Writing Memos

Although I’ve never considered myself a writer, I set a goal in January to become better at “using my words”.

As I’ve struggled through a couple of blog posts, some longish docs at work, and even an online writing class, I’ve grown particularly interested in corporate cultures where long-form writing is integral to the way decisions are made and information is shared.

Amazon is one of the most legendary examples I’ve come across. Their use of internal memos is both prolific and puzzling. It’s an incredible system, but how many other companies could make the necessary changes to support it–without facing internal revolt?

Fortunately, for those not in such cultures, the act of memo writing can be of tremendous personal value. Even if no one else reads them, they clarify thinking, expose gaps in logic, and lay bare facts that can’t otherwise be hidden.

Killing Powerpoint

In 2004, Jeff Bezos killed off Powerpoint at Amazon.

Meetings had been centered around the common practice of presenting a deck, and talking through slides full of bullet points. Bezos found the whole practice deeply unsatisfying. As Brad Stone chronicles in The Everything Store, he decided to put an end to it.

Amazon employees had been using Microsoft’s PowerPoint and Excel spreadsheet software to present their ideas in meetings. Bezos believed that method concealed lazy thinking. “PowerPoint is a very imprecise communication mechanism,” says Jeff Holden, Bezos’s former D. E. Shaw colleague, who by that point had joined the S Team. “It is fantastically easy to hide between bullet points. You are never forced to express your thoughts completely.”

Bezos announced that employees could no longer use such corporate crutches and would have to write their presentations in prose, in what he called narratives. The S Team debated with him over the wisdom of scrapping PowerPoint but Bezos insisted. He wanted people thinking deeply and taking the time to express their thoughts cogently.

These narrative memos were to be read at the beginning of meetings by all attendees, with time reserved at the end for questions–essentially creating a corporate group study session.

The change was not easy and there were growing pains switching from a presentation culture to a memo culture. There were initially no page limits, leading to unreasonably long papers. And many had probably not written anything of substantial length since college.

But over 15 years later, the practice is still in place.

In his 2017 Amazon shareholder letter, Bezos mentioned narrative memos as a practice that helps them continue to have high-standards. It still sounds very similar to what was launched and refined in 2004.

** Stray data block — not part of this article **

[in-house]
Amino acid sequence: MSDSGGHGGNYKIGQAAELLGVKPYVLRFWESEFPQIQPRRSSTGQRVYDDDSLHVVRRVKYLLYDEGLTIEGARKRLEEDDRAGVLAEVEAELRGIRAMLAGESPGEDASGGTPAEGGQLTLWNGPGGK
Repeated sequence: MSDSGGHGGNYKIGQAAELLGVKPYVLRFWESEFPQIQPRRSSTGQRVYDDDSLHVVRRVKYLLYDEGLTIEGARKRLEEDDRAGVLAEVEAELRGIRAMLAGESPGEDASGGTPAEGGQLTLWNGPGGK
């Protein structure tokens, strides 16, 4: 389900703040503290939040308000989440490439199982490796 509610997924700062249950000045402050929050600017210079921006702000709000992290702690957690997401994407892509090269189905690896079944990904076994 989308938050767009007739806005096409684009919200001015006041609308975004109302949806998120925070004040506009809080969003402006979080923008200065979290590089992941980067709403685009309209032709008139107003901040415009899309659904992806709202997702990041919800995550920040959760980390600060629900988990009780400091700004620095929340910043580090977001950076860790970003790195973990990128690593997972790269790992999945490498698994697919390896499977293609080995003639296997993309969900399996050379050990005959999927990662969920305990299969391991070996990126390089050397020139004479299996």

We don’t do PowerPoint (or any other slide-oriented) presentations at Amazon. Instead, we write narratively structured six-page memos. We silently read one at the beginning of each meeting in a kind of “study hall.

The Value of Memos

So what exactly is the value of sitting down and writing out prose?

Writing out prose is hard because it makes gaps in thinking obvious. Written reports require more precision and care than verbal presentations. They impose a level of discipline and raise the bar on the thinking required to create a cogent, and cohesive output–free of inconsistencies that become obvious when putting an entire report to paper. Missing data, unanswered questions, and unaccounted for complications are easy to hand-wave away during a presentation. In a memo, they ring-out like alarm bells.

Memos force well-structured thought. There is really no way to write a great one without clear, structured thinking.

And a great one can’t just be whipped up in an evening. Bezos said in the same shareholder letter that really exceptional ones might take over a week or more to complete.

To me this is the primary benefit of the memo: clearer, more disciplined thinking for the writer. Whether hyperbole or not, Andy Grove writes in High Output Management that “reports are more a medium of self-discipline than a way to communicate information. Writing the report is important; reading it is often not.”

Another benefit is the way that memos can quickly ramp up a group of people on very complex topics, with which they might be unfamiliar. Getting everyone in a meeting the necessary context, background, and data to make good decisions is typically impossible. The fact that Amazon has instituted the narrative memo practice for so long leads me to believe that it is incredibly effective.

How to Use Outside of Amazon

Outside of a company like Amazon, it is unlikely that you will get a group of busy people to silently read your six-page memo.

But I think that’s beyond the point. The process of clarifying your own thinking is a prerequisite for creating any other kind of presentation medium that matches your company’s communication culture. The memo can provide the raw ingredients for a deck, talk, or email.

And ultimately, the end-medium is actually irrelevant. It’s the tip of the iceberg, while deep-thinking forms the ice under the surface–anticipated questions, corner-cases, and data to support positions and hypotheses.

So keep writing even if others won’t read it. And if they will, then make sure you bring the A team memo1.

  1. A harsh Bezos burn from The Everything Store: [After reading a narrative.] “This document was clearly written by the B team. Can someone get me the A team document? I don’t want to waste my time with the B team document.”